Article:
• The sustained drought which caused substantial agricultural losses and many wildfires was Europe’s costliest natural disaster of the year. Direct losses came to US$ 3.9bn (€3.2bn), with only a small proportion of these losses insured. Low water levels on many rivers lasting well into the autumn impacted river traffic and thus also freight transport and the economy.

Worst-ever wildfire season in California – for the second year running

In the autumn, California saw the most damaging wildfires in US history. In early November, the Camp Fire more or less completely destroyed the small town of Paradise in the foothills of the Sierra Nevada about 140 km north of Sacramento. Drought and strong winds helped to fuel the fire, and hilly terrain and limited access routes made it more difficult to put the fire out. On 8 November, authorities ordered the evacuation of the area’s approximately 27,000 residents. Despite this, 86 people were killed. Thousands of homes and cars were gutted by fire. The region has always been threatened by wildfire but had never experienced anything as large or as violent as this. The Camp Fire alone caused overall losses of US$ 16.5bn, with US$ 12.5bn in insured losses, making it the costliest natural catastrophe of the year.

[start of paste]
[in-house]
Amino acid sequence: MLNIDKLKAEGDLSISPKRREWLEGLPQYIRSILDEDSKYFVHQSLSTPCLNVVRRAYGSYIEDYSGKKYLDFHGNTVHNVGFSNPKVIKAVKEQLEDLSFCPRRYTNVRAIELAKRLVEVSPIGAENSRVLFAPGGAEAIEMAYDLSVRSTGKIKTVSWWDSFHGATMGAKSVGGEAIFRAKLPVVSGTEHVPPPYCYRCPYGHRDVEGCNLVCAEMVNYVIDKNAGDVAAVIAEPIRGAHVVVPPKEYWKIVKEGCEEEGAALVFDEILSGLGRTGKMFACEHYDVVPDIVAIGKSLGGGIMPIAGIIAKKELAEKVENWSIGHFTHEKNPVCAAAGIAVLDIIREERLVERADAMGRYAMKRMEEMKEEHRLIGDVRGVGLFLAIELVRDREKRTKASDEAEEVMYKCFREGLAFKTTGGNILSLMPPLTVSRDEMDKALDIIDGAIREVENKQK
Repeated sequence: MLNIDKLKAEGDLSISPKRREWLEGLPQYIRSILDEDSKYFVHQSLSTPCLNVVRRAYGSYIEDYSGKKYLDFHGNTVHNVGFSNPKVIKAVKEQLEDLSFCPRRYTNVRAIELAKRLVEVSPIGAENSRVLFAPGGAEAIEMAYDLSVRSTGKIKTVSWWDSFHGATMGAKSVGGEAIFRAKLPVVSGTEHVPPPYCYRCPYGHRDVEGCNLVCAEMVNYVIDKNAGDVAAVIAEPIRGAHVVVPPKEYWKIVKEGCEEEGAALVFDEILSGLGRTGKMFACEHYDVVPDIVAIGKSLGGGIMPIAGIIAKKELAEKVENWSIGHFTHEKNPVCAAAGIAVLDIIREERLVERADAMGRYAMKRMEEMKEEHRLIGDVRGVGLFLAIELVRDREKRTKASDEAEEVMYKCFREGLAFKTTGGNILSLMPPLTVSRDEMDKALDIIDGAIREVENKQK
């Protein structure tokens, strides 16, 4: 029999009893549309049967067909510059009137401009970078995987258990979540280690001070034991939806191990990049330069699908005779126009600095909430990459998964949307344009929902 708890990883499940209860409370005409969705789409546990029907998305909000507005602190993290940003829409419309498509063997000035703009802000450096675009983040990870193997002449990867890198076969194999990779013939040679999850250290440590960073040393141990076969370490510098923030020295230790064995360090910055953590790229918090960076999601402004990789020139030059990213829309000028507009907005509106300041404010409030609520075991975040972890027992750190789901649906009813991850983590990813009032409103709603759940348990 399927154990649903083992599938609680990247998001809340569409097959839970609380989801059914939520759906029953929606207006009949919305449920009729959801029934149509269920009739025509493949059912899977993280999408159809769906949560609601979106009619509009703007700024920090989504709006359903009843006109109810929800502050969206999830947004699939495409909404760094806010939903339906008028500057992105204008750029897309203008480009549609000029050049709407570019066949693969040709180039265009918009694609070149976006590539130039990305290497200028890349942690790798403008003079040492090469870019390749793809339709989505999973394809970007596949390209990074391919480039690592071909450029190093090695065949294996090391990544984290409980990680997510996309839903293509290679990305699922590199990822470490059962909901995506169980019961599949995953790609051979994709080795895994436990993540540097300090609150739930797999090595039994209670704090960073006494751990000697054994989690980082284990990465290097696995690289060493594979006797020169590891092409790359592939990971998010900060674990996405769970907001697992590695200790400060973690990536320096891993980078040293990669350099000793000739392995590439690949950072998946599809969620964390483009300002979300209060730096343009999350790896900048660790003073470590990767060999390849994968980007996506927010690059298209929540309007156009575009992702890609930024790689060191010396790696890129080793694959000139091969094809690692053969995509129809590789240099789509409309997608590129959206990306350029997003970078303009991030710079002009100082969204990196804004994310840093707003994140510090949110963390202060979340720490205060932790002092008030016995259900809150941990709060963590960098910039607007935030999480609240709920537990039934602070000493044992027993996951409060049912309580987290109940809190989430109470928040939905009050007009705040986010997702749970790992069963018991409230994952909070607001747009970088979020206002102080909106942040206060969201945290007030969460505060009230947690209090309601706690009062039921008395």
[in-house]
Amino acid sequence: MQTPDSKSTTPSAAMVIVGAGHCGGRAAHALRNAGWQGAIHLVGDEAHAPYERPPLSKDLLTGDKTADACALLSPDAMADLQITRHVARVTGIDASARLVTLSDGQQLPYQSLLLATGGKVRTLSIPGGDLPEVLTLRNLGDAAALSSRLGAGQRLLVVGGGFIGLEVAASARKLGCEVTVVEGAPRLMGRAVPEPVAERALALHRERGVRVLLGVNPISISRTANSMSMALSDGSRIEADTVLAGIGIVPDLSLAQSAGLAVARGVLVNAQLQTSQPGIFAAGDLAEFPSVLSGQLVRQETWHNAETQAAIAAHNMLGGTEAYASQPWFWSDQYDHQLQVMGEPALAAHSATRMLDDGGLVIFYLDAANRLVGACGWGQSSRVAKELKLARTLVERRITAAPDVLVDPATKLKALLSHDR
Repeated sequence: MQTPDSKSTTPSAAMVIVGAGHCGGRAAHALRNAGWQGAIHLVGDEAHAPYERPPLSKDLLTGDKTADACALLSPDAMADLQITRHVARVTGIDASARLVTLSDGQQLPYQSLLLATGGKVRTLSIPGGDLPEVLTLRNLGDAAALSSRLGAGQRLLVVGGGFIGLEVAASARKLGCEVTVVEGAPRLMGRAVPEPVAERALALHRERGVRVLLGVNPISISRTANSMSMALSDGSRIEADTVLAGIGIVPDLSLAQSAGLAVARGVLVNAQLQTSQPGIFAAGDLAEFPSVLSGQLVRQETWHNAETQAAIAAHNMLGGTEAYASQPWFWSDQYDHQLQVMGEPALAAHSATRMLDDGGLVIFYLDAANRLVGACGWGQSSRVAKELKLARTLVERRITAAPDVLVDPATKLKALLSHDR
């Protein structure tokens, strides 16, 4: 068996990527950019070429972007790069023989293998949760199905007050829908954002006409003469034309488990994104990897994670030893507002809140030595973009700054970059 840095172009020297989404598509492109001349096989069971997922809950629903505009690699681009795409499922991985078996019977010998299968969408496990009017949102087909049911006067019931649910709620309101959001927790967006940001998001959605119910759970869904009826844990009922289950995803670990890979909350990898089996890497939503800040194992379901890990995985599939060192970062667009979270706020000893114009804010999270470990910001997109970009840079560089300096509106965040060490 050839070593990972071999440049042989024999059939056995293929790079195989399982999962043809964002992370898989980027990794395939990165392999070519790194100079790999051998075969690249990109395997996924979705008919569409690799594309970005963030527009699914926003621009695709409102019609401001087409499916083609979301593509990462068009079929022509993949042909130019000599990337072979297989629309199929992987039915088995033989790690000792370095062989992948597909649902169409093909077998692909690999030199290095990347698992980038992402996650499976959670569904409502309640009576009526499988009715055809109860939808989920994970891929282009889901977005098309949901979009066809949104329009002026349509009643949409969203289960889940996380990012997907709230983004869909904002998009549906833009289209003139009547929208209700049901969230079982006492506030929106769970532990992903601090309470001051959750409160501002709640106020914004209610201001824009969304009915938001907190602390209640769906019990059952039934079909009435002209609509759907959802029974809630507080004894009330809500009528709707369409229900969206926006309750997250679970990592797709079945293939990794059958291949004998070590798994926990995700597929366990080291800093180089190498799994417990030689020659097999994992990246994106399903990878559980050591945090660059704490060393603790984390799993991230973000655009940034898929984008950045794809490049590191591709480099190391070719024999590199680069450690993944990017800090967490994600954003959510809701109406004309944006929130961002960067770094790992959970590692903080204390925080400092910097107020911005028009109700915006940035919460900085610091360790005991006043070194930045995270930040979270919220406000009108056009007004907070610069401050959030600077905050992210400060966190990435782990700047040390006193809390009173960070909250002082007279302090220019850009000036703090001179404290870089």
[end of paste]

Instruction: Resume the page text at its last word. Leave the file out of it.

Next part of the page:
At about the same time, the Woolsey Fire broke out in the Los Angeles area and mainly left its mark in the hills of the celebrity town of Malibu. Around 1,600 houses were destroyed. Due to the high values of the homes involved, overall losses came to US$ 5.2bn, with around US$ 4bn in insured losses. All in all, wildfires in California contributed losses totalling US$ 24bn to the overall 2018 nat cat loss burden, with US$ 18bn of this insured.

Ernst Rauch, head of Climate and Geosciences at Munich Re said, “Our data shows that the losses from wildfires in California have risen dramatically in recent years. At the same time, we have experienced a significant increase in hot, dry summers, which has been a major factor in the formation of wildfires. Many scientists see a link between these developments and advancing climate change. This is compounded by man-made factors such as burgeoning settlements in areas close to forests at risk from wildfire. The casualties and losses are immense, and measures to prevent fires and damage are vital. Insurers also need to take account of the rising losses in their risk management and pricing.”

Hurricanes in the US cause one-fifth of overall losses worldwide

From a global perspective, the 2018 cyclone season will be seen as statistically unusual: tropical cyclone activity levels in the world’s different ocean basins usually varies from one place to another in intensity and frequency. This year, however, named tropical storms in all northern-hemisphere ocean basins outnumbered the long-term average. Prominent among these was the high number of typhoons that hit Japan and the two direct hurricane strikes on the US mainland. In total, cyclones worldwide caused above-average overall losses of US$ 56bn. Approximately half of the losses were insured.